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Franco Grignani, the famous unknown artist - FAD Magazine

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Franco Grignani, the famous unknown artist


Grignani’s mark for pure wool


Franco Grignani: Combinatoria di Strutture Ondulate Interferenti, 1956

Prior to recent shows at M & L Fine Art (June-July) and now at the Estorick Collection (to 10 Sept), Franco Grignani probably belonged in the category of artists you’ve never heard of yet whose work you turn out to have seen. The Italian (1908-99) explored the optical effect of structured black and white repetitions in the late fifties in a manner which can be related to Bridget Riley’s subsequent work. When you see his paintings alongside the famous Woolmark introduced in 1964, it is no surprise that Grignani was responsible for that – having made an awkward ethical decision, as a judge for the competition. Concluding that the entries were not up to standard, he entered himself under a pseudonym! In fact, Grignani worked consistently across art and design, and his book cover for late sixties sci-fi books from Penguin are also striking – and a rare indulgence in colour, which he considered for the most part too subjective for art, though I found that the perspectival effect of some black and white works can introduce an illusion of chromatic gradation . And if it’s a test of art that other things remind you of it, then at nearby Highbury & Islington underground station on the way back from the Estorick, the setting of one of Mark Wallinger’s 270 mazes from his Labyrinth project (2013) seemed set to echo Grignani…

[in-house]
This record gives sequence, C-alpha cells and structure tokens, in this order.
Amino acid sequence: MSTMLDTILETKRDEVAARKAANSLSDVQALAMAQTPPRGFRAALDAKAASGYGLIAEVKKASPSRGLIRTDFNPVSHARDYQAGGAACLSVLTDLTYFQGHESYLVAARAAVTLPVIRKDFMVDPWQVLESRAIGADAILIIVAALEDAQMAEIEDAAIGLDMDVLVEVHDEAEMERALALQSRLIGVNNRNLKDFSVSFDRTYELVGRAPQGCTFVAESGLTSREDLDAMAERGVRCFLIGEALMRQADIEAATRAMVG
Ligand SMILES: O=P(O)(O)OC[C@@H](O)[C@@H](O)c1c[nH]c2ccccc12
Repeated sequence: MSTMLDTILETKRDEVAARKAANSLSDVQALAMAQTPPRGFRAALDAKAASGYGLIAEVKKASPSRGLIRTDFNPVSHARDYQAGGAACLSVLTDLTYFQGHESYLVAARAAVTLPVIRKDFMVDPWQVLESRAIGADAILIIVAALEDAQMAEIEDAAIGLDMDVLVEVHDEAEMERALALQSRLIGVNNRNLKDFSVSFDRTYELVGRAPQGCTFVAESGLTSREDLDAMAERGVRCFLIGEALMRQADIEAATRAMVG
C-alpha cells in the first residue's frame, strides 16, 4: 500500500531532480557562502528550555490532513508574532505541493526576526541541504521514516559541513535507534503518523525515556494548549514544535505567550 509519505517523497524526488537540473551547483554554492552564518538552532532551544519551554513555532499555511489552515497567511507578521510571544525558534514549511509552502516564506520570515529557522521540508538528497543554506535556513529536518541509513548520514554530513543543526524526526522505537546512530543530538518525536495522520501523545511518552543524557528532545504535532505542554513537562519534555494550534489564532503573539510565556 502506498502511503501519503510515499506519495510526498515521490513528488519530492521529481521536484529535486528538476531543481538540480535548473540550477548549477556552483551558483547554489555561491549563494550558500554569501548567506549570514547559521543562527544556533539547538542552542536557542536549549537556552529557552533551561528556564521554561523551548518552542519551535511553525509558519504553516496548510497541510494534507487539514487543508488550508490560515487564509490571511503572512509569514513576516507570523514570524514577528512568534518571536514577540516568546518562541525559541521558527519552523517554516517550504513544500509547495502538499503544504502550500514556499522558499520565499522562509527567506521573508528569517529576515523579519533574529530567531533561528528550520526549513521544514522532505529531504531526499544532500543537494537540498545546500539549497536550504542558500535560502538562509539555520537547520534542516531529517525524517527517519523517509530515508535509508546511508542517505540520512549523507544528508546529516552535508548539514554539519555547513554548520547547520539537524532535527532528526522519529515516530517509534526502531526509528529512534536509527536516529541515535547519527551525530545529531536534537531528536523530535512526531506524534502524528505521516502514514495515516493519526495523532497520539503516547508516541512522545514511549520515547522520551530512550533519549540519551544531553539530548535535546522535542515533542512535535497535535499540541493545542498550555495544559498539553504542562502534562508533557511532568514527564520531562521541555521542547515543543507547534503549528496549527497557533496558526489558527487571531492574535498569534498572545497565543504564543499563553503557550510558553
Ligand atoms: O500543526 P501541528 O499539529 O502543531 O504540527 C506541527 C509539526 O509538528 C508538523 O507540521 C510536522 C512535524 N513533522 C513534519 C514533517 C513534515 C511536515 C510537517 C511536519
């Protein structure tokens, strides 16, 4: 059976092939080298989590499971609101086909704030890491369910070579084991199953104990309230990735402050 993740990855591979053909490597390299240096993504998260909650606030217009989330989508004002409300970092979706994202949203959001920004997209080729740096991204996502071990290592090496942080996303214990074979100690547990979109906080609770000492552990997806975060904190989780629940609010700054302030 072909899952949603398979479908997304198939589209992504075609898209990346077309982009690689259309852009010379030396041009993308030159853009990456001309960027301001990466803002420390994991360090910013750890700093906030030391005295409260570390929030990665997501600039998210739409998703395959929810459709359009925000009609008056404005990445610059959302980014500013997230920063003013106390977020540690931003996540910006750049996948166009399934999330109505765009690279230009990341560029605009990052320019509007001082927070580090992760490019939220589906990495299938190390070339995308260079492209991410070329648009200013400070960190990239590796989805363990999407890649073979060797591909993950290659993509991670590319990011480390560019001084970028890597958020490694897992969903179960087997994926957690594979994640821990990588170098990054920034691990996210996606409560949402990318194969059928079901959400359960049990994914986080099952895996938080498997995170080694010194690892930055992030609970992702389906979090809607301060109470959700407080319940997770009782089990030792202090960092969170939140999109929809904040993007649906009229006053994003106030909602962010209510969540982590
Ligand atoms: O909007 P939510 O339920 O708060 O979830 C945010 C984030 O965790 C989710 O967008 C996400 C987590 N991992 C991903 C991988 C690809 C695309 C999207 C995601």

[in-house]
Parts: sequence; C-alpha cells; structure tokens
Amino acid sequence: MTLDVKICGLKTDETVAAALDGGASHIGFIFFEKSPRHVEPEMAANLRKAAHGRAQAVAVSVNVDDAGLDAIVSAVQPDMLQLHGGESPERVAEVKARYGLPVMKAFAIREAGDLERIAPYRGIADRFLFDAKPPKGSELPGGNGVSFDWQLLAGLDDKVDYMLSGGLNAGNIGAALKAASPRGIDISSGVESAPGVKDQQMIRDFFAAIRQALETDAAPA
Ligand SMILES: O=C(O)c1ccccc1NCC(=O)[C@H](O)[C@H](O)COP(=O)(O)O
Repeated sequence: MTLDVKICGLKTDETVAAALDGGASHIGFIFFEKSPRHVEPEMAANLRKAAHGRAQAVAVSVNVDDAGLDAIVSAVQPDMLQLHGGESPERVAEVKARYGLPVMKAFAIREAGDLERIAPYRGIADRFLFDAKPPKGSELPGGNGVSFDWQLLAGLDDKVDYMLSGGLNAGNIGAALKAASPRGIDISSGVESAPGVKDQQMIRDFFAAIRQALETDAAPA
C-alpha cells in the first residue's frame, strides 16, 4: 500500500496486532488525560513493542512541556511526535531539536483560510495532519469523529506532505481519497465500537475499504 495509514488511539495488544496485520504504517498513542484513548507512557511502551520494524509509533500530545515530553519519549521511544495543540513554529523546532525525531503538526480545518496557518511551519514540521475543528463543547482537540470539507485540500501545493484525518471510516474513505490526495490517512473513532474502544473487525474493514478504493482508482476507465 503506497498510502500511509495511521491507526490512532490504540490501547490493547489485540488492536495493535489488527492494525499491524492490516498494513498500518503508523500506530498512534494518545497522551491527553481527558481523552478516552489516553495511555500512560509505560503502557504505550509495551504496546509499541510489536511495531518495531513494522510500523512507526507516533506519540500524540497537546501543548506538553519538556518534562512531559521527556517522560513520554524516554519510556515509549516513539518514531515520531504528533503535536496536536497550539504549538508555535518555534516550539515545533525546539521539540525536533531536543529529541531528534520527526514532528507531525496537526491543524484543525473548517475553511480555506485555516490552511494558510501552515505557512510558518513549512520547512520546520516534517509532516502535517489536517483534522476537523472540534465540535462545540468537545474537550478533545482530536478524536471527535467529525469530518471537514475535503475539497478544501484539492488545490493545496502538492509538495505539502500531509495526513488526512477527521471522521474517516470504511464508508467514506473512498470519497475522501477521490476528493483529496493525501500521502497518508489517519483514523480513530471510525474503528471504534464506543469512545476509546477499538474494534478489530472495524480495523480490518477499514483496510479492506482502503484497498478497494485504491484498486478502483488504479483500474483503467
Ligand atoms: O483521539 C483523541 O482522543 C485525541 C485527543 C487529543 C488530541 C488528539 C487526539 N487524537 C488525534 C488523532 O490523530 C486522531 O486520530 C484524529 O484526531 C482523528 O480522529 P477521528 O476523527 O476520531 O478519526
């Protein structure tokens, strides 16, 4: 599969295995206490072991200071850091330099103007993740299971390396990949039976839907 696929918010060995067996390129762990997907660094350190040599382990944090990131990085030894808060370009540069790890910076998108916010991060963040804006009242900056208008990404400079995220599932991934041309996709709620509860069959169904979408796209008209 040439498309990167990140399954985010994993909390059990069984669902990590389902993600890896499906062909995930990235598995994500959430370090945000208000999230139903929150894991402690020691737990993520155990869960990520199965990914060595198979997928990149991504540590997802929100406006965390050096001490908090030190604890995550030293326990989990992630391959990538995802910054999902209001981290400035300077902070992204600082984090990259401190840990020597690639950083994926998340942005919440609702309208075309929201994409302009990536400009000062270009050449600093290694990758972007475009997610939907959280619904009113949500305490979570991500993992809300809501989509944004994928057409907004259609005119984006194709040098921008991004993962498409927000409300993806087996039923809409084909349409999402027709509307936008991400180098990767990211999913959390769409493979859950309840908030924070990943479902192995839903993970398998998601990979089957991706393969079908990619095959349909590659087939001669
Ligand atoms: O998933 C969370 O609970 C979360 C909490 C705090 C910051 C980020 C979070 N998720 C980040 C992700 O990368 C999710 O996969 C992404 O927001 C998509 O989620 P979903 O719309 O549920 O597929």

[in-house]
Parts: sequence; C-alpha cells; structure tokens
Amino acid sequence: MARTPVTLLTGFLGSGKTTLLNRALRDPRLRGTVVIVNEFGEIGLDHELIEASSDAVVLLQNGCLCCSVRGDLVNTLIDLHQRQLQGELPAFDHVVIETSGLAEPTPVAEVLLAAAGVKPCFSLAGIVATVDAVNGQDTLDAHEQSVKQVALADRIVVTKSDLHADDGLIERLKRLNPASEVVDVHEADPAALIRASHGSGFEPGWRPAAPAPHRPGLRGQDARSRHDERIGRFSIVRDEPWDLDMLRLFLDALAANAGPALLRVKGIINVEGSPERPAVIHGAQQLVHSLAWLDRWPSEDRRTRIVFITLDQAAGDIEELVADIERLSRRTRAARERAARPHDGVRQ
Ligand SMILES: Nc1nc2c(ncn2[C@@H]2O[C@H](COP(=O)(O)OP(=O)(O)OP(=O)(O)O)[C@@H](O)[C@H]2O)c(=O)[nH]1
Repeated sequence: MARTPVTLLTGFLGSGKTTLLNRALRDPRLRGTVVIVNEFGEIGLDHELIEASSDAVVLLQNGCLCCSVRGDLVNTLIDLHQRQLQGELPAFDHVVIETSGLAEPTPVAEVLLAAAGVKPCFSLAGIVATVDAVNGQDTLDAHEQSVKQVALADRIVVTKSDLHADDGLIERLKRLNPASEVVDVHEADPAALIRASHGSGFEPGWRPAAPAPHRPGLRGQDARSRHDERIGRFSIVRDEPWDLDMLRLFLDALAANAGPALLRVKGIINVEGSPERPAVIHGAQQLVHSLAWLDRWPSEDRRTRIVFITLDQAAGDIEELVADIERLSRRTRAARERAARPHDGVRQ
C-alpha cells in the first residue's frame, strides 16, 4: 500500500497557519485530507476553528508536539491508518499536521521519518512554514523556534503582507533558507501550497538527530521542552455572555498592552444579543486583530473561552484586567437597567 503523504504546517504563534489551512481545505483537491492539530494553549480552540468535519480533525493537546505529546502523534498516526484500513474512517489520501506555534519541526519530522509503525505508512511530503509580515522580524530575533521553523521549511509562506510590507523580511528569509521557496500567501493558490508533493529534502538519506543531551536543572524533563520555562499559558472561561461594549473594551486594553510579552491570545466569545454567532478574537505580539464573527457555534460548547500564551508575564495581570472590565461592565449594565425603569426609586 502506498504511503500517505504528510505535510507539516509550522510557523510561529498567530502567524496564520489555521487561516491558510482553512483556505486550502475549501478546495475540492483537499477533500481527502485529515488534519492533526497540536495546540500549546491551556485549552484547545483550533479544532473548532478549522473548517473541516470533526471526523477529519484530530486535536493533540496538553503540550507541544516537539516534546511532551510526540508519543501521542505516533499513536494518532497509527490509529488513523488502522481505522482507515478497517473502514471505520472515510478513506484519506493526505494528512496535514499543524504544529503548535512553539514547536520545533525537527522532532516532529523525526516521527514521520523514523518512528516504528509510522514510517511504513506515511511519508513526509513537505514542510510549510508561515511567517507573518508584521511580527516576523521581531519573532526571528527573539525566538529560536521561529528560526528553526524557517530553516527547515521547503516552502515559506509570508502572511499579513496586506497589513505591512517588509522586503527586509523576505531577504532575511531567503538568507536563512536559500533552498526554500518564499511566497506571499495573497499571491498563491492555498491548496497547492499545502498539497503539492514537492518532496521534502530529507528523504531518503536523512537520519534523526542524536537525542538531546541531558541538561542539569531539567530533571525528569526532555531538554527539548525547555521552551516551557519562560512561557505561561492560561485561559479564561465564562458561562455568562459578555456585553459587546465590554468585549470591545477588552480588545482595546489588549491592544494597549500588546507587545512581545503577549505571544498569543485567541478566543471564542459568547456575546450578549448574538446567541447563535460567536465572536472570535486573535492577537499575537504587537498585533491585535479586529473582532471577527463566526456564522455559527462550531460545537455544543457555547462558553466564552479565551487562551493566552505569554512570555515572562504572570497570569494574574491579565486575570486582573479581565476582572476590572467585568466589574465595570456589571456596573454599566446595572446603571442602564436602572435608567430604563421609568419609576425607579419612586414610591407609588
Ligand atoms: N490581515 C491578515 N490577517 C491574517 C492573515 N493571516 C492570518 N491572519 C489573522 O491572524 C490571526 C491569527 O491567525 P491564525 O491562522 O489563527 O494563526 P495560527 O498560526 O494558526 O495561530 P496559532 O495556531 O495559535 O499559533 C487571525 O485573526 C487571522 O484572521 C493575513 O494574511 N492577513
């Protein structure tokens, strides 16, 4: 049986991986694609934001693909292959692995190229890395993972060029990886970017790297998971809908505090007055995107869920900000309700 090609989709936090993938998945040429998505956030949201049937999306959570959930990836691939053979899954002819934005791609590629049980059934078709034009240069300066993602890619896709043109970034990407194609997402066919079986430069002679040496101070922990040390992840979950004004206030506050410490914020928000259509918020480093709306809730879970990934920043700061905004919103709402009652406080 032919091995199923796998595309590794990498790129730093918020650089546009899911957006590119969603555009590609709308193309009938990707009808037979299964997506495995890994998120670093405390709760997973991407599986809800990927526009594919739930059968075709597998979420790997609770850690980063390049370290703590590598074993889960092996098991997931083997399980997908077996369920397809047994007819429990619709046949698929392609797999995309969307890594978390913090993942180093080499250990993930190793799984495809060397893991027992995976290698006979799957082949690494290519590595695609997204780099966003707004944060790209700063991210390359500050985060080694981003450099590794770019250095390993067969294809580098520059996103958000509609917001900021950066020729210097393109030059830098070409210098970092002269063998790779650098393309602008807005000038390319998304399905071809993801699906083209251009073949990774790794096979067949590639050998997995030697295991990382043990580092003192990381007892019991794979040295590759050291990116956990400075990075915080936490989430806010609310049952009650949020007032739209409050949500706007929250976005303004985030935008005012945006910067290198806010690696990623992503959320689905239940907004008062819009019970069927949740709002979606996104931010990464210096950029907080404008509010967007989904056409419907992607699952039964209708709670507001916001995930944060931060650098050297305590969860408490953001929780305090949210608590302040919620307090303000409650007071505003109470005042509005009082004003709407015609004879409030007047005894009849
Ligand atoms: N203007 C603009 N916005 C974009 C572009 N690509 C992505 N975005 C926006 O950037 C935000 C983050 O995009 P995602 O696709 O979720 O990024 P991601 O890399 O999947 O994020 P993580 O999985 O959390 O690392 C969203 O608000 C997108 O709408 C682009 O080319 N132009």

A typical Grignani cover


Wallinger placed a la Grignani?

Most days art Critic Paul Carey-Kent spends hours on the train, traveling between his home in Southampton and his day job in London. Could he, we asked, jot down whatever came into his head?


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